Garden's for a Future

Natural Bonds aka Unbiased Social-Ability
November 19, 2010, 5:36 am
Filed under: History, Marketing, Patterns in Nature

I have a bad habit of putting down a book and re-reading the same portion over and over again till I get past that and really get down to reading.

The book at this moment is Tipping Point by Malcolm Gladwell, excellent story so far, and it reinforces my previous post on Marketting like the HIV Virus.

One story in particular that Gladwell focuses on is the story of Paul Revere and William Dawes. Both set out to tell the populace that the British were coming and to be prepared. Paul Revere’s message spread and his name is known in all American history books. Dawes message on the other hand did not go far at all failing to reach the militia.

What was the difference? Revere was a Connector within his community. He had many weak ties in many areas and  naturally was a sociable person talking to anyone and everyone. Dawes on the other hand was a normal person with a normal social circle.

In nature, the bonds and networks within a forest ecosystem are comparable. Linking within a group of species can be beneficial; however, cooperating outside of your species is survival.

For example, mycelium is the vegetative part of fungi. It forms hair-like strands within the soil and can connect to the plants and wildlife within a forest. This connection fosters benefits to both species. The fungi has a home that provides essential starches and nutrients while the tree or plant can obtain nutrients and water through the mycelial network with a boosted immune system (the fungi will eat away diseased tissue and fight off infection/disease).

Another key note is the mycelial connection to all living plants within a forest especially the elderly. Their experience and growth nurtures the younger plants until they can survive on their own and one day give it back.

That’s all for now.

Biomimicry: Marketing Social Ideas like the HIV Virus
November 11, 2010, 3:51 am
Filed under: Marketing

The HIV retrovirus is an intelligent design in spreading a horrible disease. It’s effects are slow to notice, and in the meantime, carriers are sexing it up and spreading their toxic asset to the world. We can use this.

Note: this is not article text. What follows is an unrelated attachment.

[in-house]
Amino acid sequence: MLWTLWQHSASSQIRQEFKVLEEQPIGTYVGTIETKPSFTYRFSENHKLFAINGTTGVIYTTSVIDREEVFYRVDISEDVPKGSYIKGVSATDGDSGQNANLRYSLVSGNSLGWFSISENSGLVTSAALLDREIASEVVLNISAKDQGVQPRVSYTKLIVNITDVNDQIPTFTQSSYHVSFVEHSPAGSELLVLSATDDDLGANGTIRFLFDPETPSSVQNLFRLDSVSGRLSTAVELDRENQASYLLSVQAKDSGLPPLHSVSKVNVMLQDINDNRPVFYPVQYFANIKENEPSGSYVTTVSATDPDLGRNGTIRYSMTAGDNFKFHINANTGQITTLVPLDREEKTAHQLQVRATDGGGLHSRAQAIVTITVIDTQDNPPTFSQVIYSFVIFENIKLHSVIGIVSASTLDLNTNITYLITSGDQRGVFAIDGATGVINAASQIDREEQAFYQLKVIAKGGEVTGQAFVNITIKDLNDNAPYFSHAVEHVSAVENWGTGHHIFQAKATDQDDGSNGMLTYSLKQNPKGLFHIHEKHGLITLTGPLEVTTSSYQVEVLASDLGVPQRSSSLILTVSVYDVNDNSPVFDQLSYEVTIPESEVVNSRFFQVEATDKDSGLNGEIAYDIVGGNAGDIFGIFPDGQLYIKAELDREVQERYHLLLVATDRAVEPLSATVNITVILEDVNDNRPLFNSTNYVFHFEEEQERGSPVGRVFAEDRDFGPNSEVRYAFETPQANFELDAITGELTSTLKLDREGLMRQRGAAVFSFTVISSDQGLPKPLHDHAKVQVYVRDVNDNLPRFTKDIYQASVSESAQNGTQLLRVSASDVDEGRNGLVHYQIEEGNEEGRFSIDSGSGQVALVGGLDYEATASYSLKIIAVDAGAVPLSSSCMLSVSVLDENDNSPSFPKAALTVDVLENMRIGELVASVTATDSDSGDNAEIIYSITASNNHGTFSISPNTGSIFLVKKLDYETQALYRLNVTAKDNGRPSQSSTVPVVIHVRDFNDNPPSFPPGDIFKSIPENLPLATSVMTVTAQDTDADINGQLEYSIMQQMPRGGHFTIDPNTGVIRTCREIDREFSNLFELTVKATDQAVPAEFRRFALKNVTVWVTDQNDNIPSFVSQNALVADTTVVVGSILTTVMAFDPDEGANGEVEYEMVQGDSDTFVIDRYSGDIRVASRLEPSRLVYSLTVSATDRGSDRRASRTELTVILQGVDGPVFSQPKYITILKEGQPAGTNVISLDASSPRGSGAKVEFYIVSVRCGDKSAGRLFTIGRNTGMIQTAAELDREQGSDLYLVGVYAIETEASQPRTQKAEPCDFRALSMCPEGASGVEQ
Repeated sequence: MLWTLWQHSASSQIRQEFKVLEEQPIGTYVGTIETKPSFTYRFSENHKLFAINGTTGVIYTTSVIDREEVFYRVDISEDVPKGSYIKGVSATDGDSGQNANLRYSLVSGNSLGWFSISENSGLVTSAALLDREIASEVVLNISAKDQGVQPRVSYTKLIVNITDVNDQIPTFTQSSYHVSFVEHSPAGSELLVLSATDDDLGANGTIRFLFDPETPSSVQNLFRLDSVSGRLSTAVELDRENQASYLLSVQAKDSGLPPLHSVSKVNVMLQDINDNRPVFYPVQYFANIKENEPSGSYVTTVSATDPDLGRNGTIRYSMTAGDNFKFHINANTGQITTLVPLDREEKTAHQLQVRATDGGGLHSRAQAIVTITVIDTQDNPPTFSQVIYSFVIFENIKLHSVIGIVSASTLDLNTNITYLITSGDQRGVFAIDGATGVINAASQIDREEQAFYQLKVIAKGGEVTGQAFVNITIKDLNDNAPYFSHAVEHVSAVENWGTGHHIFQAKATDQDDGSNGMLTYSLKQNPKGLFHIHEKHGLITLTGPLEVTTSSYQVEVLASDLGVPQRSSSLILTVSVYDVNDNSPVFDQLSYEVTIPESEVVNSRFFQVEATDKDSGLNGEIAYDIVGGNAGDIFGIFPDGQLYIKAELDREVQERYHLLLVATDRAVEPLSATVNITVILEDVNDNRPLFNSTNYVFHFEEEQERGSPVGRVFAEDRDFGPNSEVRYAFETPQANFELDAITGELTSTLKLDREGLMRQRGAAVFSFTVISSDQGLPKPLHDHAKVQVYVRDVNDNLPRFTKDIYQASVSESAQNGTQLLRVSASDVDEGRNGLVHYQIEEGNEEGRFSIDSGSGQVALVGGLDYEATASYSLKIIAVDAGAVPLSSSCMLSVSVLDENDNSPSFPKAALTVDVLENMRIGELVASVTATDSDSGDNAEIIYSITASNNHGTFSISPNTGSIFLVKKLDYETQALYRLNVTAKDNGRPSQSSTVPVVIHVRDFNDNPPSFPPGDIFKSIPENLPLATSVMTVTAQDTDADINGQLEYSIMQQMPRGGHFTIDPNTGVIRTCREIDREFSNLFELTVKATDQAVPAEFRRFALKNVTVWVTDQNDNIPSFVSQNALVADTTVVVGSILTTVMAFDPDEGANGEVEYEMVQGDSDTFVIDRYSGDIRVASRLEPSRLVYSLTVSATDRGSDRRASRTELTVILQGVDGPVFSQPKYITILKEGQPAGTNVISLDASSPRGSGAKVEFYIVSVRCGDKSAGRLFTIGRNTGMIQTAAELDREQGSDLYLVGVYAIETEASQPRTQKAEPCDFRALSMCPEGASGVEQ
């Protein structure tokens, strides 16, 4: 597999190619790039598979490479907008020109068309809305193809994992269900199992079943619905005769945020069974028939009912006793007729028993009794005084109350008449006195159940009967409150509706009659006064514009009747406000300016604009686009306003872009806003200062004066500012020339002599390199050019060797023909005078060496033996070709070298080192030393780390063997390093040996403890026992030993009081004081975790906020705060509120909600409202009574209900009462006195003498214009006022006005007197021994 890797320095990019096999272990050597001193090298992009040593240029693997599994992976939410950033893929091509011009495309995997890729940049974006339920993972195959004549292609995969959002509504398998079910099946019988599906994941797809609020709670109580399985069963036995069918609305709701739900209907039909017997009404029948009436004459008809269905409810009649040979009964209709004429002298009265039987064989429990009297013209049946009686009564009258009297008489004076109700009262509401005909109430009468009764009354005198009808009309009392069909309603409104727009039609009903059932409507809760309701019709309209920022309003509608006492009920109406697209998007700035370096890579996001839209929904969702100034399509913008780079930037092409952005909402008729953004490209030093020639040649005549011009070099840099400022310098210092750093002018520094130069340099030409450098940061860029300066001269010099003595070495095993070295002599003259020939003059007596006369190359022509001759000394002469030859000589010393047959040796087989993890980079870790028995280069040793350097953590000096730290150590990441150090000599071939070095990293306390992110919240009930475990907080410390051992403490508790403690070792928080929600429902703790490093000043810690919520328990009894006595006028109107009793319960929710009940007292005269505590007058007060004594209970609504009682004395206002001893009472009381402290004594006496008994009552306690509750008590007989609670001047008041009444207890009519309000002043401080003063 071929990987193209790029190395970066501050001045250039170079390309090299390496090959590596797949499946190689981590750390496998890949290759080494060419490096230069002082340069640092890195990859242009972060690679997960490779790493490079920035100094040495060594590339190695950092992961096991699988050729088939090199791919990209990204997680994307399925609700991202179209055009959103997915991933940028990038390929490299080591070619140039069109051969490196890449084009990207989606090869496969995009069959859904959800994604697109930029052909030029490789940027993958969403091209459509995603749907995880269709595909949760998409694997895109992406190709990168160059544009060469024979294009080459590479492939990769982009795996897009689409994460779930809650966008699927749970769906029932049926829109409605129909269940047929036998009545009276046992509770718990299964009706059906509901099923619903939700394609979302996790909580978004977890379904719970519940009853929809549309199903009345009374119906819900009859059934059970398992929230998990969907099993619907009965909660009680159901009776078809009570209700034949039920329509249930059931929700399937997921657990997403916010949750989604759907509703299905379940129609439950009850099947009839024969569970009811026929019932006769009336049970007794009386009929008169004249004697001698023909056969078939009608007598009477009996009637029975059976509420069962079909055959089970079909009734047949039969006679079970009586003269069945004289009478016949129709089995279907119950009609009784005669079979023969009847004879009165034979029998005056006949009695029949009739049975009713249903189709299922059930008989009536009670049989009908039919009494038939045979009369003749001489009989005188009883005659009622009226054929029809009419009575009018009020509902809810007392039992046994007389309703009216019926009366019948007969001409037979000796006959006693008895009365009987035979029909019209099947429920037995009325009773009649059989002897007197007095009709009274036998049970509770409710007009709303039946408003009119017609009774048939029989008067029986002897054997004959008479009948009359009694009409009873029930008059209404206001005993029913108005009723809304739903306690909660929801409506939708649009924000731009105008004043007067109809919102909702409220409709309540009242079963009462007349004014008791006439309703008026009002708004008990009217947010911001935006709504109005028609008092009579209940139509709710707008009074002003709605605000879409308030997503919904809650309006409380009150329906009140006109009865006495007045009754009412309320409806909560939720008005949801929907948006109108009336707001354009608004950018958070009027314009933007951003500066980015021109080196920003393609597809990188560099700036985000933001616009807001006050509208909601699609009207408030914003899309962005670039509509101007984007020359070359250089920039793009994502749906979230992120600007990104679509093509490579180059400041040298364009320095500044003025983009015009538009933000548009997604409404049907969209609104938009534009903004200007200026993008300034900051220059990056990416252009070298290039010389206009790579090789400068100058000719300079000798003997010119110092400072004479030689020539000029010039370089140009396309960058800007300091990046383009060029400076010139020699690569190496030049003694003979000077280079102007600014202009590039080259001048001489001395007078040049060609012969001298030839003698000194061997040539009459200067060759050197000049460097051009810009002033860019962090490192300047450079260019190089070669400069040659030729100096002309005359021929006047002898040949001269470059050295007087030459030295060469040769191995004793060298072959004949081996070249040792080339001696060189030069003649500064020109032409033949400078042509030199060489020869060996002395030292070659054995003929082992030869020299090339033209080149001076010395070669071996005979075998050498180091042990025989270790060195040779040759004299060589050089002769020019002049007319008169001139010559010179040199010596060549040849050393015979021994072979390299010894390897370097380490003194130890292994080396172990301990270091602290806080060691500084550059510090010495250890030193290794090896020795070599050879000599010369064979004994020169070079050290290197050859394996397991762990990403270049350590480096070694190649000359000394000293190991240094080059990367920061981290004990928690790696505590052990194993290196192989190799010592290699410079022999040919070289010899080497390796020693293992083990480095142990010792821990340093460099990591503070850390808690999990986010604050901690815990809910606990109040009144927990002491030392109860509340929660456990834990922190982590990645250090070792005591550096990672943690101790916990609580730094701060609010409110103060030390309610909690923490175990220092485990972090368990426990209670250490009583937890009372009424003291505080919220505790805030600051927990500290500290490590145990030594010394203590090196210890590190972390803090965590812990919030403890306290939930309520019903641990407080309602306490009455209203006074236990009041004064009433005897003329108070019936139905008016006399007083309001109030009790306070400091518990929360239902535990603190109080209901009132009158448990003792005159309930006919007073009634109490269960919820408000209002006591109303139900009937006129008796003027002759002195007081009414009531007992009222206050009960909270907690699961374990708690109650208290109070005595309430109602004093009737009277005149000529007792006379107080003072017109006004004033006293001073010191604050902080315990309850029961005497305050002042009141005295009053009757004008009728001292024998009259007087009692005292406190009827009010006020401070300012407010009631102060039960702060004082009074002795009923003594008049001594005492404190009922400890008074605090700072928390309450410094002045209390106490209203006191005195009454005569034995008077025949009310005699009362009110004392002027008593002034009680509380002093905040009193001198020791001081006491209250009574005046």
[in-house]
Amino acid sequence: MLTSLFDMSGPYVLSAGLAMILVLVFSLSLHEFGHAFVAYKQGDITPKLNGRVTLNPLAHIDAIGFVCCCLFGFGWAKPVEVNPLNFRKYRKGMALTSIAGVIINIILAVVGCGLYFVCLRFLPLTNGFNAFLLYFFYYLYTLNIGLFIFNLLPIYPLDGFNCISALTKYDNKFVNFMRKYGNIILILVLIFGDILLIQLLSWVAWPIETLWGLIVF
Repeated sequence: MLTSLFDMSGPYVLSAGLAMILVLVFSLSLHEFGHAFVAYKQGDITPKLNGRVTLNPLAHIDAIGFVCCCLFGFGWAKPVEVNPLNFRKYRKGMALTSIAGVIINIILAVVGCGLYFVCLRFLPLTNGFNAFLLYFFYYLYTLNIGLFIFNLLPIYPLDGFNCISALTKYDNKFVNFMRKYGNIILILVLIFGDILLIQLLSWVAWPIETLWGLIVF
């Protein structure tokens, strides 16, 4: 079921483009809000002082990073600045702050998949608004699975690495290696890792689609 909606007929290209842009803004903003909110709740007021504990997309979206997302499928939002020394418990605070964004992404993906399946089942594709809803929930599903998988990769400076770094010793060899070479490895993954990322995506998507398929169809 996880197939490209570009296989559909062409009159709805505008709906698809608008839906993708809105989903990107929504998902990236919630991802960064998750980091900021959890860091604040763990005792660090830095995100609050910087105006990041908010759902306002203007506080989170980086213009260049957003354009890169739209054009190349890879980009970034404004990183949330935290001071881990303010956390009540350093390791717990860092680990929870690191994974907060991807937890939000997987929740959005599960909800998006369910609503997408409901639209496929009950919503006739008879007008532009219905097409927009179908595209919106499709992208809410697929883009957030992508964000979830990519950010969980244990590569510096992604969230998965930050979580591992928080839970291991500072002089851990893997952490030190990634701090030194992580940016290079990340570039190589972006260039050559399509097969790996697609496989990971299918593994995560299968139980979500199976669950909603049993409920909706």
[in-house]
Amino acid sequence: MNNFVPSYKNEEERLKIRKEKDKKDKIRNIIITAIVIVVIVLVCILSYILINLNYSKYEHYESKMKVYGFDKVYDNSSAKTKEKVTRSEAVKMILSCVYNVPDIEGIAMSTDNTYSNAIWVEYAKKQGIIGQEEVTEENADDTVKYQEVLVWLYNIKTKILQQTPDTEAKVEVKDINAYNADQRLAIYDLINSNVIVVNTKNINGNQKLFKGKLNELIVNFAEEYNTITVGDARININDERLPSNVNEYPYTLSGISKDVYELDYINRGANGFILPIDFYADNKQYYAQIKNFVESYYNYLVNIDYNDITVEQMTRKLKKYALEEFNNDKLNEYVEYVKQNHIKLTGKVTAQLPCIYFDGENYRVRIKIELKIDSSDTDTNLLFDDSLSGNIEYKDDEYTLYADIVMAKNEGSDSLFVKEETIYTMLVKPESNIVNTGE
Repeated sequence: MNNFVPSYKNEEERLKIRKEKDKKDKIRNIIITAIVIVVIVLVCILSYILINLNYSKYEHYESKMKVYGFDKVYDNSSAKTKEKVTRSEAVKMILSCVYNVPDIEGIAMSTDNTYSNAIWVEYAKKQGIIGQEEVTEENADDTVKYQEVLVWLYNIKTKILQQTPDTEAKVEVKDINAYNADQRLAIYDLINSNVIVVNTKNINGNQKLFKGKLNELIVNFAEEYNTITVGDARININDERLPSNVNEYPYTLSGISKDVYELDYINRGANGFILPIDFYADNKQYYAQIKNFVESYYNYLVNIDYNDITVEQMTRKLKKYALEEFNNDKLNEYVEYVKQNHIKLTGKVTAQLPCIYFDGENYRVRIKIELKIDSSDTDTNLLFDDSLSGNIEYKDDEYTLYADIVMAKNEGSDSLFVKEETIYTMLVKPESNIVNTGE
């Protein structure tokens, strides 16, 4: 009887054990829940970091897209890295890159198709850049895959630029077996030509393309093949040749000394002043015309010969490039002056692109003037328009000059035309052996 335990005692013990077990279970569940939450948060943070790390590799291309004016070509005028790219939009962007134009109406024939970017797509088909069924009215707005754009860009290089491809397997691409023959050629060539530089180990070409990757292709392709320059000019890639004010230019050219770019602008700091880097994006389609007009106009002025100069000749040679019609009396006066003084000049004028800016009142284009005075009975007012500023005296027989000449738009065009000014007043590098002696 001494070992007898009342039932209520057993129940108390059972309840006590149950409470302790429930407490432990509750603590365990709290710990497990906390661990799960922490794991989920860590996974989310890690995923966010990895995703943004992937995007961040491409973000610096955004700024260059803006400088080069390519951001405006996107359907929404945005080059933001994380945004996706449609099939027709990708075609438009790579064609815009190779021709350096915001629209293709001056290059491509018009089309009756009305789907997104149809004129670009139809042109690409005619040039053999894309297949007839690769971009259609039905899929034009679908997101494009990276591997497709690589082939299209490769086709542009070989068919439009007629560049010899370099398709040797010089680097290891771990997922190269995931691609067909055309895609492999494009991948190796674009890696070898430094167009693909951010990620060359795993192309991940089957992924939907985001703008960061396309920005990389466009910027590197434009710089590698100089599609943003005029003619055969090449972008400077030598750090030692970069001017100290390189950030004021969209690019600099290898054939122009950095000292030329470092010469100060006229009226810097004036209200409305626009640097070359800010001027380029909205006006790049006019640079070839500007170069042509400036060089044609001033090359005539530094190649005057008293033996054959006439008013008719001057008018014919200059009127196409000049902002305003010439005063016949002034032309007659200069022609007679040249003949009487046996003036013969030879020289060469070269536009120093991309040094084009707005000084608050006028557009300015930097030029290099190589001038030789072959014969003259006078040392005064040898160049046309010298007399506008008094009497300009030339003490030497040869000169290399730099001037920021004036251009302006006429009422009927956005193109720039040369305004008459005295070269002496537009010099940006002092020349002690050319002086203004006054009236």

The key mechanisms to remember are the route of infiltration, the dosage, and frequency of exposure.

In marketing, these three principles should be used and tested in unison. Sometimes the results are qualitative but they can be quantified if using digital or direct methods. On a side note, since I’m only focusing on social work, I’m not going to go into detail about digital methods for advertising a certain campaign. The methods I’m using are more localized, direct and personal like HIV.

Moving on, I’m currently working on cultivating the community here in Dallas-Fort Worth beginning in Arlington, Tx, which is right in the middle of the metropolitan sandwich. To get things started, it’s vital to have an idea that you love, cherish and enjoy. It would be best if you wanted it to be your life’s work, but it’ll suffice if it is something you believe in. Selling yourself (not your soul) is the best thing you should be good at.

The next step I chose was to develop relations amongst various non-profits, community gardens, and to get into various student organizations. The key is to surround yourself amongst people you do not know. Diseases can spread back and forth between two carriers but eventually you want to infect others before those two people develop a resistance or die. The same is true for an idea. Get away from like-minded people for a while and meet new people. The key here is to build relationships and real friendships. The message you spread will move onto those whom they know.

Once people see the projects you are working on or what you are promoting, you can begin to reach out to areas with concentrated groups. I chose to go to University departments. Here professors who teach lots of students will see what I’m working on. If it is truly something of interest, it will grab their attention. (I just got proof of that (twice) today November 10,2010). Other methods are to make announcements at various organizations. If they believe your project has value, they will carry those ideals for you. The infection is beginning to spread.

Now, it is time to show the fruits of your knowledge. You present to people why, what, and how you are doing this project. Hopefully, you gain their hearts and souls to work with you. Infestation complete. Now, it should begin to show signs of being a pandemic.

In this way, social ideas and projects become more infectious than the HIV virus. How? People talk more than they have sex. It’s an everyday activity with people you may or may not know who might spread it to people they may or may not know and so on.

Now, go do it with everyone you meet (spreading an idea that is, not sex).

P.S: Do not forget to be friendly and inviting. Frightening ideas will get you nowhere with people or in bed.